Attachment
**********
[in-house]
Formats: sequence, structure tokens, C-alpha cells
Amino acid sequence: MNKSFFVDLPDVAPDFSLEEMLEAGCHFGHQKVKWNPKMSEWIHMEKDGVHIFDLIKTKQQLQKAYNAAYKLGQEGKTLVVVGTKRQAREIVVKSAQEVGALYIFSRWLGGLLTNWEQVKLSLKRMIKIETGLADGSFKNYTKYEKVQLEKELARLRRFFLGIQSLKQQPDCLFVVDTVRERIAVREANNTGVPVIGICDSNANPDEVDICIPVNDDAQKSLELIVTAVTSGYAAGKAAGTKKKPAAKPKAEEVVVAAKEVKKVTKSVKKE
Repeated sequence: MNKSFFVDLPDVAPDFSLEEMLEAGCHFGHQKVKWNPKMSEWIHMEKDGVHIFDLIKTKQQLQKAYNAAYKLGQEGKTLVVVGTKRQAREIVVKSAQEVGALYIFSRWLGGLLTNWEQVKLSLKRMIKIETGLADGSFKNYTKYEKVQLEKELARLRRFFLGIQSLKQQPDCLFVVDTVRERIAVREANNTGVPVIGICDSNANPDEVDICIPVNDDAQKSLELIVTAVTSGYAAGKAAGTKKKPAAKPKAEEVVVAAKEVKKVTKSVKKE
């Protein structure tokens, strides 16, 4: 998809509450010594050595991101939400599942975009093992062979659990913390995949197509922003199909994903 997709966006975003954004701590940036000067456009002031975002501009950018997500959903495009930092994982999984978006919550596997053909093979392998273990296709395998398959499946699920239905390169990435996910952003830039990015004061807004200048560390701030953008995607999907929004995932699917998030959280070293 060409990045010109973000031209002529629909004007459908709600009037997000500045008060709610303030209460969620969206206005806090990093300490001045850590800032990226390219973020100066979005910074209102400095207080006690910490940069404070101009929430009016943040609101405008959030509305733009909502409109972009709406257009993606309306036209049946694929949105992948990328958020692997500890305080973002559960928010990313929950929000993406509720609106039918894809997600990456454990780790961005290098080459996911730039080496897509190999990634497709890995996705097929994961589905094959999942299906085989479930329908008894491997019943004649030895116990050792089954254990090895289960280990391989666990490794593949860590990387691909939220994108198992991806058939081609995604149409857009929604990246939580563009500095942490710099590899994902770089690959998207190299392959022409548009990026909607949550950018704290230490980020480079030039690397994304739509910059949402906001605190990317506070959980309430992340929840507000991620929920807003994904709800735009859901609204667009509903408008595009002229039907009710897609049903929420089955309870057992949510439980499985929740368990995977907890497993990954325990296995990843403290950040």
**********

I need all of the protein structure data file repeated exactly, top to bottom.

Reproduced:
[in-house]
Formats: sequence, structure tokens, C-alpha cells
Amino acid sequence: MNKSFFVDLPDVAPDFSLEEMLEAGCHFGHQKVKWNPKMSEWIHMEKDGVHIFDLIKTKQQLQKAYNAAYKLGQEGKTLVVVGTKRQAREIVVKSAQEVGALYIFSRWLGGLLTNWEQVKLSLKRMIKIETGLADGSFKNYTKYEKVQLEKELARLRRFFLGIQSLKQQPDCLFVVDTVRERIAVREANNTGVPVIGICDSNANPDEVDICIPVNDDAQKSLELIVTAVTSGYAAGKAAGTKKKPAAKPKAEEVVVAAKEVKKVTKSVKKE
Repeated sequence: MNKSFFVDLPDVAPDFSLEEMLEAGCHFGHQKVKWNPKMSEWIHMEKDGVHIFDLIKTKQQLQKAYNAAYKLGQEGKTLVVVGTKRQAREIVVKSAQEVGALYIFSRWLGGLLTNWEQVKLSLKRMIKIETGLADGSFKNYTKYEKVQLEKELARLRRFFLGIQSLKQQPDCLFVVDTVRERIAVREANNTGVPVIGICDSNANPDEVDICIPVNDDAQKSLELIVTAVTSGYAAGKAAGTKKKPAAKPKAEEVVVAAKEVKKVTKSVKKE
């Protein structure tokens, strides 16, 4: 998809509450010594050595991101939400599942975009093992062979659990913390995949197509922003199909994903 997709966006975003954004701590940036000067456009002031975002501009950018997500959903495009930092994982999984978006919550596997053909093979392998273990296709395998398959499946699920239905390169990435996910952003830039990015004061807004200048560390701030953008995607999907929004995932699917998030959280070293 060409990045010109973000031209002529629909004007459908709600009037997000500045008060709610303030209460969620969206206005806090990093300490001045850590800032990226390219973020100066979005910074209102400095207080006690910490940069404070101009929430009016943040609101405008959030509305733009909502409109972009709406257009993606309306036209049946694929949105992948990328958020692997500890305080973002559960928010990313929950929000993406509720609106039918894809997600990456454990780790961005290098080459996911730039080496897509190999990634497709890995996705097929994961589905094959999942299906085989479930329908008894491997019943004649030895116990050792089954254990090895289960280990391989666990490794593949860590990387691909939220994108198992991806058939081609995604149409857009929604990246939580563009500095942490710099590899994902770089690959998207190299392959022409548009990026909607949550950018704290230490980020480079030039690397994304739509910059949402906001605190990317506070959980309430992340929840507000991620929920807003994904709800735009859901609204667009509903408008595009002229039907009710897609049903929420089955309870057992949510439980499985929740368990995977907890497993990954325990296995990843403290950040």